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Looking Back at ABC News and "Loose Nukes" with Dr. Andrew Karam (Part I)

As I've been cruising around the Web this morning, I've come across a boatload of reaction to last night's report on Primetime Live on university research reactors -- most of it rather negative. The first item I'd like to share comes from an e-mail exchange between a reporter and Dr Andrew Karam of the Rochester Institute of Technology. Dr. Karam had some interesting observations to say the least.

The note is rather lengthy, so I'll be breaking it up into a series of posts:
I was surprised to see the Committee to Bridge the Gap (a strident anti-nuclear group) presented as the "voice of reason" in opposition to the NRC. I was also surprised at the continued insistence that research reactors are "potential dirty bombs." I was also surprised to hear Graham Allison's suggestion of the amount of havoc that a bomb could cause - in my opinion, he overstated the risks from radioactive contamination. However, I also feel he overstated the risk of cancer from dirty bombs in his recent book, which I communicated to him via e-mail after reading the book last year (never did hear back from him...). Dr. Allison is very well-informed regarding the risks of an attack, but I feel he overestimates the risks of exposure to low levels of radiation. I would have liked to have seen a radiation safety professional to discuss the potential health risks, but I suspect this would not have advanced the aims of the show.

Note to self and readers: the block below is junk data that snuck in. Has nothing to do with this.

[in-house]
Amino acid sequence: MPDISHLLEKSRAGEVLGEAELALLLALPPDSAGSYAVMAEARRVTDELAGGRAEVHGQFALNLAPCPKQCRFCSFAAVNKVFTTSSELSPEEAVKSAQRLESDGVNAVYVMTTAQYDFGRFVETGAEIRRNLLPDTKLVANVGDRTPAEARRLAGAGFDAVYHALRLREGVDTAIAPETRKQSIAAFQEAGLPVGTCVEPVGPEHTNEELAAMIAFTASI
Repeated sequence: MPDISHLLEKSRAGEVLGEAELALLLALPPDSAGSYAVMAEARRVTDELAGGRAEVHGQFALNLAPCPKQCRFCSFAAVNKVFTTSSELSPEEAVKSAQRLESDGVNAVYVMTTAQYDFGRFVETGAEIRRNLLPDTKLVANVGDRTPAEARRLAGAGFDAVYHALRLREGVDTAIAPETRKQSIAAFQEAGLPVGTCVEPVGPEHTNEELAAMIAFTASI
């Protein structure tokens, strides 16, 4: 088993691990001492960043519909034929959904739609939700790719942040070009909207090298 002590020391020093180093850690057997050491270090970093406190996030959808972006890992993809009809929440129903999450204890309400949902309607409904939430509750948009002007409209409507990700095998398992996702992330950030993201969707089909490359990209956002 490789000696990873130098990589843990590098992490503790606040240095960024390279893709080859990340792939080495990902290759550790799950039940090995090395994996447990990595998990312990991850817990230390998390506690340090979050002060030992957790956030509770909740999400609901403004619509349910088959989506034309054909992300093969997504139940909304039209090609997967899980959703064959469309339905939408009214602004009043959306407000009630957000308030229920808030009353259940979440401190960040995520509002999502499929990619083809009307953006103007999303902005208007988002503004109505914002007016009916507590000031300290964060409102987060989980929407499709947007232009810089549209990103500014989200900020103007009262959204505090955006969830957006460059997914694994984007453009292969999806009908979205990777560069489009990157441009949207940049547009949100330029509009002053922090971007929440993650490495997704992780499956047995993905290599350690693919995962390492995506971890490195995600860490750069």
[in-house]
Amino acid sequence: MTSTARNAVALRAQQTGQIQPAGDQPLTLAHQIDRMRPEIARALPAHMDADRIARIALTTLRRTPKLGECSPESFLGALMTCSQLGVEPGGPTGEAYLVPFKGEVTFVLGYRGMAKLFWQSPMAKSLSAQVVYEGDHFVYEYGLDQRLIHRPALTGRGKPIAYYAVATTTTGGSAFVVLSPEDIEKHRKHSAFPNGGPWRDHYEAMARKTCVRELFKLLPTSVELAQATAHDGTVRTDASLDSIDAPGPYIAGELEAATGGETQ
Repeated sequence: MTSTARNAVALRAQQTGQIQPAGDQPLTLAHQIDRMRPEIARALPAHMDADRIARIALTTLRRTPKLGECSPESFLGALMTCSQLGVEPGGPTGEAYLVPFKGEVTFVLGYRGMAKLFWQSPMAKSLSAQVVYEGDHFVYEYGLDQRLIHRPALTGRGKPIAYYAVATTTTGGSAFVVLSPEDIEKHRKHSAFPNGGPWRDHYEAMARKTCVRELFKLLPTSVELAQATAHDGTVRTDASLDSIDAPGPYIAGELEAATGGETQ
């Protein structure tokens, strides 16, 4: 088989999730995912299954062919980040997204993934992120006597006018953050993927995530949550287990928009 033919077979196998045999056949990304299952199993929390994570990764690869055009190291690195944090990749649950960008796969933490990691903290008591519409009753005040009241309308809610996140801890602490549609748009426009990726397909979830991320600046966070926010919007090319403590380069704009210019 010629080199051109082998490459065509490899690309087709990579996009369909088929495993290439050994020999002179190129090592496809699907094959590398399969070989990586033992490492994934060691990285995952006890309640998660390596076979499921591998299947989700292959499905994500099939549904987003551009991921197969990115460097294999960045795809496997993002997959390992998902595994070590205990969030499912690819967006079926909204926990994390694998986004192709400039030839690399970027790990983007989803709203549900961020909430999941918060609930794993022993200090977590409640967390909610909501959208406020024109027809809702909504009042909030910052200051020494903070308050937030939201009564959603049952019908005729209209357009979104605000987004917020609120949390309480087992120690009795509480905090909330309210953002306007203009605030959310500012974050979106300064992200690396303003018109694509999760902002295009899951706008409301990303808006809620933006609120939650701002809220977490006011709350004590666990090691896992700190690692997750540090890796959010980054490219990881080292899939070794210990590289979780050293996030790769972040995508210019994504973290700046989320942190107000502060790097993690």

That's for sure. More later.

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Comments

Thank you! This detailed criticism of the ABC alarmist report is much more rational than my own, which was really more an emotional response immediately after watching the report. One thing though: isn't the fuel in an active reactor going to be too radioactive and thermally hot to handle to steal? I could see a cold reactor being a possible target, but even then, aren't the rods full of medium-lifed radionuclides that would ruin any attempt at transport or bomb making?
Or do low-power reactors have different aspects than power reactors?

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